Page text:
No discussion on the reduction of carbon footprint can avoid the topic of transportation.  Weary motorist commuters understand this best when filling up their vehicles, with remote workers benefitting from cost and time savings and “emissions avoided” from not commuting (More on that topic under “Organisations”).

A breakthrough in transportation is the switch from ICE (Internal Combustion Engine) vehicles to EVs (Electric Vehicle), which is reducing the consumption of fossil fuels dramatically and the total cost of ownership of a vehicle. In saying that, the initial purchase price remains higher than the ICE equivalent on average. Apart from zero tailpipe emissions, better local air quality, fuelling from home, cheaper fuel, less noise pollution, and a more relaxed driving experience, what have EVs ever done for us?  

Consider this – a significant percentage of all oil is used to transport oil.  By contrast, switching your car’s fuel to electricity, your fuel is transmitted instantly along power lines to where it is needed. Combine this with solar PV on your roof and a home charger, mitigating against transmission losses, and you are starting to achieve a multiplier effect of your actions. 

In transport, we now have the option when booking a taxi via Apps such as FreeNow and Uber to select a zero-emissions vehicle, and for city-dwellers, the option to be completely car-free is now more appealing than ever, with progressive mayors embracing the 15-minute city concepts, and these Apps effectively providing “transport-as-a-service” for a new generation who don’t necessarily associate car ownership with social status.

For our electricity usage, we can actively choose a 100% renewable energy provider. In the EU, electricity providers who list as being 100% renewable energy have to procure “REGOs” (Renewable Energy Guarantee of Origins) matching the MWhs they sell. Therefore, every individual who switches to a renewable provider is helping accelerate the transition to clean energy production by increasing the demand for REGOs and thus, for more renewable energy.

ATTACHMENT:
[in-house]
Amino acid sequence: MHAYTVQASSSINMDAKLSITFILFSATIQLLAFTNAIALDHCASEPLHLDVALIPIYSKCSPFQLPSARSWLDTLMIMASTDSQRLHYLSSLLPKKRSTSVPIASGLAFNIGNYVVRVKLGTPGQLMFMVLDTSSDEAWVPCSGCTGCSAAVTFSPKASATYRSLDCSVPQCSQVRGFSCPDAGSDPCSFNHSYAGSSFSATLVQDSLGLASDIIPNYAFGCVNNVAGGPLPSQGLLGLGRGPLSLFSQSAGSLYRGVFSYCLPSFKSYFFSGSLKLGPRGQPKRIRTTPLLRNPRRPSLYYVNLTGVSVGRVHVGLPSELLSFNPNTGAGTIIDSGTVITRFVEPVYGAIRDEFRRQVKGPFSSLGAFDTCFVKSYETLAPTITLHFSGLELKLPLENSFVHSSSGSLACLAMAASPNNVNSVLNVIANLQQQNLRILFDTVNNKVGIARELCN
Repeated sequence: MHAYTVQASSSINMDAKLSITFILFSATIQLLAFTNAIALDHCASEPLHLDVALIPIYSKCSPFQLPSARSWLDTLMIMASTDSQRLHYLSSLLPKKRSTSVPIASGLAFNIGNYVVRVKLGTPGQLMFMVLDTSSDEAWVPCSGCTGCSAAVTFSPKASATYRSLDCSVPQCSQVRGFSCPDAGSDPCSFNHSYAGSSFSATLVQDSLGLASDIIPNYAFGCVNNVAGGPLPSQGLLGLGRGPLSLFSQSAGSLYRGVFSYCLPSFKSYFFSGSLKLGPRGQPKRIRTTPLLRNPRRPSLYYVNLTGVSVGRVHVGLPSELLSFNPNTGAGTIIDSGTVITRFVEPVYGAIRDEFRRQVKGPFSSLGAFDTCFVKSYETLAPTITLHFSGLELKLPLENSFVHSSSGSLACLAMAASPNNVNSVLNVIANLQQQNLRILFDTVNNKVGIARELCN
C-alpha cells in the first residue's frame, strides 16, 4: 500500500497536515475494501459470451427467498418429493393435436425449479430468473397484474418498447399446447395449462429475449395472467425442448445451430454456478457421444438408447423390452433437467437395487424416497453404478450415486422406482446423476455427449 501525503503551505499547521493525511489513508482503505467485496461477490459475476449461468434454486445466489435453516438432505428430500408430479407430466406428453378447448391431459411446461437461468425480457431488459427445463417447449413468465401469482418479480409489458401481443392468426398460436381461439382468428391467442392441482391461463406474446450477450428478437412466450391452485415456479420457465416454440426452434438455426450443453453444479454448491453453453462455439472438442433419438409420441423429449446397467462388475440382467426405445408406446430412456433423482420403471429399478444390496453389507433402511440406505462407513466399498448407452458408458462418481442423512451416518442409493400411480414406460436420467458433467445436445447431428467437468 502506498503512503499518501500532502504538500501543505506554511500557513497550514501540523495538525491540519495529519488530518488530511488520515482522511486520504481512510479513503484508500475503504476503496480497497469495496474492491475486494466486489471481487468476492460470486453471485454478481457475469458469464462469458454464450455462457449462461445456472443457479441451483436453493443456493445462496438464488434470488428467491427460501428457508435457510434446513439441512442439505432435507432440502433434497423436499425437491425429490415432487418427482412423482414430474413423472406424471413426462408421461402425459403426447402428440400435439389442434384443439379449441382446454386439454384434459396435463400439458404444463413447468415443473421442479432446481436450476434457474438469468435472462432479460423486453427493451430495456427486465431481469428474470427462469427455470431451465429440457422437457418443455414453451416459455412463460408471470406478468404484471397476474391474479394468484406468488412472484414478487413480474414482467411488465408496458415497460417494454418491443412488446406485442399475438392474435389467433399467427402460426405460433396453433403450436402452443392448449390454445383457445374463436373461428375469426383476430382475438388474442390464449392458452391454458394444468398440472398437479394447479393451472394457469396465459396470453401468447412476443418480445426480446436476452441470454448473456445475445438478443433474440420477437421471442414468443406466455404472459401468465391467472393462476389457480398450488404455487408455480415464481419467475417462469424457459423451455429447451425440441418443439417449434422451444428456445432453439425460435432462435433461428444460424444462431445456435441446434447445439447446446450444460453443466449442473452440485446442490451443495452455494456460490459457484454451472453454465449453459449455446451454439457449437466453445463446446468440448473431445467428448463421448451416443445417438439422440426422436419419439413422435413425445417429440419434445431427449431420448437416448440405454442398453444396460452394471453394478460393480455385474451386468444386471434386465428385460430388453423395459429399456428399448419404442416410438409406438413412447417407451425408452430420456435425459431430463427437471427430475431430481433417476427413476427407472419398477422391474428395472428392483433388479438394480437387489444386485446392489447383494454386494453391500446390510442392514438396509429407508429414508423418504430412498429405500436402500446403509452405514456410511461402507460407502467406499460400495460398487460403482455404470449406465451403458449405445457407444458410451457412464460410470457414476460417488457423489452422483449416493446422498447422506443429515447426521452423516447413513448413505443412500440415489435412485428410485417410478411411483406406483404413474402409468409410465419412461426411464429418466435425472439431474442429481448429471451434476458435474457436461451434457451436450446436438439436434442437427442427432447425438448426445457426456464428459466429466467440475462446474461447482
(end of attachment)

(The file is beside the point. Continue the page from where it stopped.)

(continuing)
Furthermore, we can make informed choices on what we buy and more importantly, what we refuse to buy. Technology such as the “Buycott” App can help inform our choices in line with our personal values.  You can sign up and indicate what matters to you – climate change, habitat loss, social justice, and scanning a product’s barcode on the Buycott app will tell you if the company behind the product contravenes any of your stated principles. 

For example, if a hazelnut spread uses palm oil, causing deforestation and the loss of habitat for endangered orangutans; if a fast-fashion item is manufactured using sweatshops; or if a company behind a product has displaced an Indigenous community.  Think of such an App as your own personal CSDDD (Due Diligence Directive) compliance tool, or borrow a line from the movie Michael Collins, “The one weapon we have at our disposal is our refusal”.

Building Smart Communities for the benefit of all

Individuals do not live in isolation. They live in congregated communities whose long-term survival depends on respect for one another, which may entail setting aside personal interests for the greater good of the community they live in. Technology has enabled the creation of “Smart Cities” which use technology and data collection to improve the quality of life of its residents whilst ensuring sustainable development. 

In practice, however, the emphasis of Smart Cities has largely been on making buildings and transportation systems more efficient to reduce carbon footprint.  We will see an increasing shift in emphasis from Smart Cities (denoting buildings) to Smart Communities (emphasising human beings). The first real step in this transition has been the shift to remote working brought about by the pandemic, but many other activities are expected to be disrupted by technology.  

This includes the usual suspects such as ride-sharing, intelligence traffic management systems and parking (largely enabled through IoT technology) and waste management systems, to name a few.  We believe that the very concept of Community will be disrupted. In particular, we tend to think of a community as a unit of the congregation that is restricted by geographic boundaries. 

Technology enables us as individuals to break down these boundaries and interact in multiple communities in both physical and virtual worlds bound with a common set of values and rules that secure the sustainability of these communities.  Think of social justice groups that crowdsource and crowdfund to influence policy-makers on environmental and social issues.